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Treatment options for venous thromboembolism: lessons learnt from clinical trials

Overview of attention for article published in Thrombosis Journal, December 2014
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Treatment options for venous thromboembolism: lessons learnt from clinical trials
Published in
Thrombosis Journal, December 2014
DOI 10.1186/s12959-014-0027-8
Pubmed ID

Simon McRae


Venous thromboembolism (VTE), comprising deep vein thrombosis and pulmonary embolism, is a common condition associated with a significant clinical and economic burden. Anticoagulant therapy is the mainstay of treatment for VTE, having been shown to reduce the risk of death in patients with pulmonary embolism, and recurrence or extension of thrombi in patients with deep vein thrombosis during the initial treatment period. Long-term anticoagulation is indicated in some individuals with VTE, depending on individual risk of VTE recurrence and anticoagulant-related bleeding. Management of VTE in clinical practice is often complex because patients' characteristics and treatment needs may differ considerably from those encountered in clinical trials. Current guidelines recommend the use of either low molecular weight heparins or fondaparinux overlapping with and followed by a vitamin K antagonist for the initial treatment of VTE, with the vitamin K antagonist continued when long-term anticoagulation is required. These traditional anticoagulants have practical limitations that have led to the development of direct oral anticoagulants that directly target either Factor Xa or thrombin and are administered at a fixed dose without the need for routine coagulation monitoring. This review discusses practical considerations for hospital physicians and haematologists in the management of VTE treatment, including the potential for the direct oral anticoagulants to simplify treatment.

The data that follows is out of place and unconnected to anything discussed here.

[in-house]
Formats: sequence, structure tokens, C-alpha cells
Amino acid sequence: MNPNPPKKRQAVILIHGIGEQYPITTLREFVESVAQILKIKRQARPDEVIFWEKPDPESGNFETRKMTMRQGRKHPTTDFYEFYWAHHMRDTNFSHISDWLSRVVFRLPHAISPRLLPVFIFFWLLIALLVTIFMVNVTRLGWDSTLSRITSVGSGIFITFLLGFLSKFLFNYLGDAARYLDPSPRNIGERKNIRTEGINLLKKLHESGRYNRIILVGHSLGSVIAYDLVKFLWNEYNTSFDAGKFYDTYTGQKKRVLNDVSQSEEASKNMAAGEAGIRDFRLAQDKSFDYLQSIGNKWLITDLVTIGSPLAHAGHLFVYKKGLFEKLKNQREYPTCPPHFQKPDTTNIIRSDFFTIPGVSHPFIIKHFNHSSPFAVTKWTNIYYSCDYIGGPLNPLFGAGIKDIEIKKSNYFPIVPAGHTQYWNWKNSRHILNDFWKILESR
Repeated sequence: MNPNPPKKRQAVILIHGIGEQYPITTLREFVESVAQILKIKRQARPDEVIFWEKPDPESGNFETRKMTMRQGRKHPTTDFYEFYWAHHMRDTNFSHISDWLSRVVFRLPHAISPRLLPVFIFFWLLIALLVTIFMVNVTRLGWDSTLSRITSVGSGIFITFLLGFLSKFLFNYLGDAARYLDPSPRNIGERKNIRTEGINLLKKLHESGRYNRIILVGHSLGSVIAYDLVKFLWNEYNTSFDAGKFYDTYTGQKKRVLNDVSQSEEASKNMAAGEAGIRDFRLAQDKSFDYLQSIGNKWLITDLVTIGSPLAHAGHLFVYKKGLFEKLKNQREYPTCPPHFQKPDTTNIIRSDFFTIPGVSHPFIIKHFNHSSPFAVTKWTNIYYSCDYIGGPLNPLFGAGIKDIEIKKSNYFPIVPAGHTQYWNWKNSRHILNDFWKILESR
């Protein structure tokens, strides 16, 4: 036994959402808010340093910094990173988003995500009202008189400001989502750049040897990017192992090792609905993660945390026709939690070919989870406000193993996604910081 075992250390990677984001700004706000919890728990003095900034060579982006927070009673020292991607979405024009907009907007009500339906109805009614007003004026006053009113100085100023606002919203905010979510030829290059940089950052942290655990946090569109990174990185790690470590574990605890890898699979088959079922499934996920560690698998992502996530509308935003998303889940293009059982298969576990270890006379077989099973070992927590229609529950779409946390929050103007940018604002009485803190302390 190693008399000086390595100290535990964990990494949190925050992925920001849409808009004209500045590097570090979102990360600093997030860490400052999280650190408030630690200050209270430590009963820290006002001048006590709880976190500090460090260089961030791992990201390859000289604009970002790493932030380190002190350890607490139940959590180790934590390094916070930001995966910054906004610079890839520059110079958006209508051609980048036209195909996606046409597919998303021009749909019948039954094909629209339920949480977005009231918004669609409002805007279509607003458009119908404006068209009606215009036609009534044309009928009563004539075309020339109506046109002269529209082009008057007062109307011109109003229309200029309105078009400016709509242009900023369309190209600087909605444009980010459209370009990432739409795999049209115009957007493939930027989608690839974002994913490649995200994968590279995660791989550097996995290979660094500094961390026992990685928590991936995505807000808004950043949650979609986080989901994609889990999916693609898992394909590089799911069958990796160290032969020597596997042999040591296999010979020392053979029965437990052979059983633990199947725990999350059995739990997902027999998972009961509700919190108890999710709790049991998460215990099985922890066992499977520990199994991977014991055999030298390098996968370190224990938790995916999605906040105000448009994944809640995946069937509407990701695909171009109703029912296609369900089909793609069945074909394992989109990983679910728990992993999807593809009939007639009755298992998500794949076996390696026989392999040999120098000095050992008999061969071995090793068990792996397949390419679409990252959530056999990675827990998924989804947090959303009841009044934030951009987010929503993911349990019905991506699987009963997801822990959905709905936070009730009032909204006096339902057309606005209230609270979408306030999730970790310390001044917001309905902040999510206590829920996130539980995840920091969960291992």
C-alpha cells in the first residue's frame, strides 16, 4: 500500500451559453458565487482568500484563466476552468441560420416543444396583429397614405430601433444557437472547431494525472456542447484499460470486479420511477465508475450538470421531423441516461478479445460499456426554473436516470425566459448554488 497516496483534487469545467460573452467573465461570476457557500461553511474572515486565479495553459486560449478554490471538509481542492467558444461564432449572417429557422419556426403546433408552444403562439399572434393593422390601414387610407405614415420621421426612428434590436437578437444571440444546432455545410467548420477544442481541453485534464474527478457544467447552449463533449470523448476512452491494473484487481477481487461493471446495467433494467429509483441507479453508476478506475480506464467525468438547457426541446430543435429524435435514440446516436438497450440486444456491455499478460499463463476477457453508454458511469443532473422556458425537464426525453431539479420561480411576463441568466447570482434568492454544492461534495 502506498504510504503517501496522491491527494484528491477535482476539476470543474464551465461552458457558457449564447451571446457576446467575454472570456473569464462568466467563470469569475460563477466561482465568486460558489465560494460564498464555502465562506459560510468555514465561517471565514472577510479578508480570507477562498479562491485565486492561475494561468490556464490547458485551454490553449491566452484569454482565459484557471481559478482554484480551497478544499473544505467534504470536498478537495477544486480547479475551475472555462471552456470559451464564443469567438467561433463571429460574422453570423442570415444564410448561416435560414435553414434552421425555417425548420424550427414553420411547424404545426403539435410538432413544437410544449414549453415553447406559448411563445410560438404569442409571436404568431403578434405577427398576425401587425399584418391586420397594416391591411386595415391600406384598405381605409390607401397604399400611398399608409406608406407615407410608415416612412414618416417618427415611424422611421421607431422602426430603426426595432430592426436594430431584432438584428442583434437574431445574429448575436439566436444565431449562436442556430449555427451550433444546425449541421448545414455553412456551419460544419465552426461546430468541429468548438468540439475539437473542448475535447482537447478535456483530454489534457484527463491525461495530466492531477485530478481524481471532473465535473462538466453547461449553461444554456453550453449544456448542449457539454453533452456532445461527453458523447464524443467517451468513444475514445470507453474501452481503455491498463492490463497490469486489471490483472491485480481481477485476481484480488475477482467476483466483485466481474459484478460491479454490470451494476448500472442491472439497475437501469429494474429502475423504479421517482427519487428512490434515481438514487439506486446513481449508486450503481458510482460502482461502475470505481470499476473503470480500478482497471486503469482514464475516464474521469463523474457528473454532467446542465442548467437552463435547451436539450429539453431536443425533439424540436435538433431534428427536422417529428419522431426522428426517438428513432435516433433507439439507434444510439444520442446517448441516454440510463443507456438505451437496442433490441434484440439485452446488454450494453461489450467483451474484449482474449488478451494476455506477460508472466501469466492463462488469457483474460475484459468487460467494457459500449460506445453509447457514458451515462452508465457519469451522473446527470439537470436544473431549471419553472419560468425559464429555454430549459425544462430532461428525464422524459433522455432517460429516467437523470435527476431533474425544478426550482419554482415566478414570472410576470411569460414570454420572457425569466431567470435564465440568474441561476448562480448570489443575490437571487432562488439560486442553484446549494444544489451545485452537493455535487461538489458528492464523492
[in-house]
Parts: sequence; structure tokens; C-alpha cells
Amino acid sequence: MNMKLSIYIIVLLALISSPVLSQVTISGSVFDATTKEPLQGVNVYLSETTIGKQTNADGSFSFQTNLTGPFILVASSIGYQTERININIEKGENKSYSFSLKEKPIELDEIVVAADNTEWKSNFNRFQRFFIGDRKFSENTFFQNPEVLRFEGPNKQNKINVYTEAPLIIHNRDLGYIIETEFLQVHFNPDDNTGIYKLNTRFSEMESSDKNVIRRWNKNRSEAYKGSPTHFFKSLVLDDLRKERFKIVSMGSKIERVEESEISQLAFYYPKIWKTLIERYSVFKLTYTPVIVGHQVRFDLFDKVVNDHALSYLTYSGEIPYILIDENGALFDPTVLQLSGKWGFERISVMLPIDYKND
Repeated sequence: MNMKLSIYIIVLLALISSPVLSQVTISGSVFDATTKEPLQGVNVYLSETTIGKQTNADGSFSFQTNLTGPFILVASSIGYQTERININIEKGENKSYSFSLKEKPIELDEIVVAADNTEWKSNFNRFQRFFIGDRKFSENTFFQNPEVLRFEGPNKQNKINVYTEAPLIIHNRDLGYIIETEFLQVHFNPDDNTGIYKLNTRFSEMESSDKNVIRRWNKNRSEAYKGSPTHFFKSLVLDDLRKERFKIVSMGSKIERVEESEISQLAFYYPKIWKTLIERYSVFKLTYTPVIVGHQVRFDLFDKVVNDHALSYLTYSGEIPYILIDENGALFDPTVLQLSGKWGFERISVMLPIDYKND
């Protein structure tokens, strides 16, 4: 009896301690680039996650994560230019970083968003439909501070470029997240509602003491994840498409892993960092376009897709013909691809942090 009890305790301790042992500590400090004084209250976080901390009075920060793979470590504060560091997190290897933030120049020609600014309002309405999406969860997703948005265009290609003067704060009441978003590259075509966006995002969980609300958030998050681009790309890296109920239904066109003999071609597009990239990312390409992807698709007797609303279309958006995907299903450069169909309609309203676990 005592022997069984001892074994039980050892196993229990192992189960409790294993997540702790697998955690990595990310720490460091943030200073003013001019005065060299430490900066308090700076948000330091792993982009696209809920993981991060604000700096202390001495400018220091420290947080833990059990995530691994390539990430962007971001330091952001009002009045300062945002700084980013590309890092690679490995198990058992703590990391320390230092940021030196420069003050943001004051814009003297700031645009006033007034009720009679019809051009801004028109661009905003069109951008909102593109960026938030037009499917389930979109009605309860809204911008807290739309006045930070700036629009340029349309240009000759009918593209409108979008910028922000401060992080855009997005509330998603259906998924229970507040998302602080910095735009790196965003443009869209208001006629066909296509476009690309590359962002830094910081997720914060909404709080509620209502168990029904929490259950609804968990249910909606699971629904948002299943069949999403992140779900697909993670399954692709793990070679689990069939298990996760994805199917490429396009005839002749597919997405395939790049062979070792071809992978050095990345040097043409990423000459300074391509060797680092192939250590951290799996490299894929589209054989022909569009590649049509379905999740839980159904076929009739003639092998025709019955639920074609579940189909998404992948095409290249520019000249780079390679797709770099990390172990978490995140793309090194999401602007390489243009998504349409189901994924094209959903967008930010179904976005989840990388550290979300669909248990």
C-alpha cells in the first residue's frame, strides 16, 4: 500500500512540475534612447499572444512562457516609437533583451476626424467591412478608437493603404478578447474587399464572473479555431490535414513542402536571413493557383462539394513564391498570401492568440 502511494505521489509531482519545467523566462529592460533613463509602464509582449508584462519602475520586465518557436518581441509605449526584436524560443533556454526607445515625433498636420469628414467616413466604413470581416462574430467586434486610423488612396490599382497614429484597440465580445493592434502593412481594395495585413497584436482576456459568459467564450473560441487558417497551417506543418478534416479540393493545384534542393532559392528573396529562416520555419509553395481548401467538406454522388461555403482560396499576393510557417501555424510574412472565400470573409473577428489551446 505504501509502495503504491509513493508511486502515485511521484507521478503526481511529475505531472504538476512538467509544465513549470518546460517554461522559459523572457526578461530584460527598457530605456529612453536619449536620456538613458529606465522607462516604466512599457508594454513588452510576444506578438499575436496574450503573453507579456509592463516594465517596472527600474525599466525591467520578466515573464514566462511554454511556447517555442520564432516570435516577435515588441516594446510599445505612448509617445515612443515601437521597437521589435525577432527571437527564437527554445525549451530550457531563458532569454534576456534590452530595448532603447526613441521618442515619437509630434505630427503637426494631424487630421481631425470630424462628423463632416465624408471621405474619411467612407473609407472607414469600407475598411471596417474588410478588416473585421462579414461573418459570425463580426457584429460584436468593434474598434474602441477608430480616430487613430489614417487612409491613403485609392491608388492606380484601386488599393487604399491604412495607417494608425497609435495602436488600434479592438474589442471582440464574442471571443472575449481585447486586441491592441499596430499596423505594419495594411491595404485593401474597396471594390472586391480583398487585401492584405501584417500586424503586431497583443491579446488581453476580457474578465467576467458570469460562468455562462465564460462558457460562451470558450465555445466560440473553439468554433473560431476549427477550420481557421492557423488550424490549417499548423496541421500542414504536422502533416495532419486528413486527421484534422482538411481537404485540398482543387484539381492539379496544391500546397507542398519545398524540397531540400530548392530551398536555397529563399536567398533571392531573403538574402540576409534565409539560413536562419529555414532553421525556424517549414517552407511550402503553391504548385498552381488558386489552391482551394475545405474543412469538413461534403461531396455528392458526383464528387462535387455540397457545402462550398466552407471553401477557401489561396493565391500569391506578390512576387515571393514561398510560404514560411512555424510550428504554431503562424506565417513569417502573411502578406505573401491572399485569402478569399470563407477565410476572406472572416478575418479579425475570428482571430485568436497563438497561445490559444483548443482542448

Mendeley readers

The data shown below were compiled from readership statistics for 42 Mendeley readers of this research output. Click here to see the associated Mendeley record.

Geographical breakdown

Country Count As %
United Kingdom 1 2%
Greece 1 2%
Unknown 40 95%

Demographic breakdown

Readers by professional status Count As %
Other 8 19%
Student > Bachelor 8 19%
Researcher 7 17%
Student > Master 4 10%
Student > Postgraduate 4 10%
Other 6 14%
Unknown 5 12%
Readers by discipline Count As %
Medicine and Dentistry 23 55%
Nursing and Health Professions 4 10%
Agricultural and Biological Sciences 3 7%
Pharmacology, Toxicology and Pharmaceutical Science 2 5%
Biochemistry, Genetics and Molecular Biology 1 2%
Other 1 2%
Unknown 8 19%